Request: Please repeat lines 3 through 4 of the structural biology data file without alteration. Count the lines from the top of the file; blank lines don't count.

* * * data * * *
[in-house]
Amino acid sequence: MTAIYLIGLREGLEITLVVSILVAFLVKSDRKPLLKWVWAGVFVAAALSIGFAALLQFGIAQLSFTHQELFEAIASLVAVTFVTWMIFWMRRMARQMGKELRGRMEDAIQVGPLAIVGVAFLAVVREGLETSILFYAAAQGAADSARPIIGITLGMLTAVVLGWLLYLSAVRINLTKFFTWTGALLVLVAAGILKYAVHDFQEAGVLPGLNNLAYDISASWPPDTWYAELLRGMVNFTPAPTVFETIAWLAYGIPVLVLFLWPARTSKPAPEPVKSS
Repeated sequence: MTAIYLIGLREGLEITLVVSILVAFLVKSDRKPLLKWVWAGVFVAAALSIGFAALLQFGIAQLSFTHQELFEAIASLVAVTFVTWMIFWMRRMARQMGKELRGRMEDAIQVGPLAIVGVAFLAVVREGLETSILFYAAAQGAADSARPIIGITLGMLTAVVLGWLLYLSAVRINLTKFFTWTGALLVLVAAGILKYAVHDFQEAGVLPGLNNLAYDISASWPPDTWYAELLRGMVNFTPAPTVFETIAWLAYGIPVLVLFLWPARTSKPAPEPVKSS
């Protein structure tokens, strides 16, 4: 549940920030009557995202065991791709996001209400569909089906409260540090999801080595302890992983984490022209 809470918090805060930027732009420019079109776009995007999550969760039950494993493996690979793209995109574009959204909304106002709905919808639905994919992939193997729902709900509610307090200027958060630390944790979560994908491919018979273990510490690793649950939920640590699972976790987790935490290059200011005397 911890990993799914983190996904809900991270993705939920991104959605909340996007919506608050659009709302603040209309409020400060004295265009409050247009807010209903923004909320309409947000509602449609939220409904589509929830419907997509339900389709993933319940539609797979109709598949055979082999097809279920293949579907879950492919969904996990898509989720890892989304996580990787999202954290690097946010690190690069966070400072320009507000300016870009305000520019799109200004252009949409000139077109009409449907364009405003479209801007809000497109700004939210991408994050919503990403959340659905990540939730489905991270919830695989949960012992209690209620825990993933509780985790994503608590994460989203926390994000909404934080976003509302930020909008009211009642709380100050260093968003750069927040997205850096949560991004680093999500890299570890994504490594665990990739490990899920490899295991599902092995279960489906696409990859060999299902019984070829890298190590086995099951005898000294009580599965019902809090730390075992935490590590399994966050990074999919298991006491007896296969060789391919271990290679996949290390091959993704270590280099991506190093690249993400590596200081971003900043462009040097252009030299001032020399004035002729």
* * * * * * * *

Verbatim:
Repeated sequence: MTAIYLIGLREGLEITLVVSILVAFLVKSDRKPLLKWVWAGVFVAAALSIGFAALLQFGIAQLSFTHQELFEAIASLVAVTFVTWMIFWMRRMARQMGKELRGRMEDAIQVGPLAIVGVAFLAVVREGLETSILFYAAAQGAADSARPIIGITLGMLTAVVLGWLLYLSAVRINLTKFFTWTGALLVLVAAGILKYAVHDFQEAGVLPGLNNLAYDISASWPPDTWYAELLRGMVNFTPAPTVFETIAWLAYGIPVLVLFLWPARTSKPAPEPVKSS
């Protein structure tokens, strides 16, 4: 549940920030009557995202065991791709996001209400569909089906409260540090999801080595302890992983984490022209 809470918090805060930027732009420019079109776009995007999550969760039950494993493996690979793209995109574009959204909304106002709905919808639905994919992939193997729902709900509610307090200027958060630390944790979560994908491919018979273990510490690793649950939920640590699972976790987790935490290059200011005397 911890990993799914983190996904809900991270993705939920991104959605909340996007919506608050659009709302603040209309409020400060004295265009409050247009807010209903923004909320309409947000509602449609939220409904589509929830419907997509339900389709993933319940539609797979109709598949055979082999097809279920293949579907879950492919969904996990898509989720890892989304996580990787999202954290690097946010690190690069966070400072320009507000300016870009305000520019799109200004252009949409000139077109009409449907364009405003479209801007809000497109700004939210991408994050919503990403959340659905990540939730489905991270919830695989949960012992209690209620825990993933509780985790994503608590994460989203926390994000909404934080976003509302930020909008009211009642709380100050260093968003750069927040997205850096949560991004680093999500890299570890994504490594665990990739490990899920490899295991599902092995279960489906696409990859060999299902019984070829890298190590086995099951005898000294009580599965019902809090730390075992935490590590399994966050990074999919298991006491007896296969060789391919271990290679996949290390091959993704270590280099991506190093690249993400590596200081971003900043462009040097252009030299001032020399004035002729």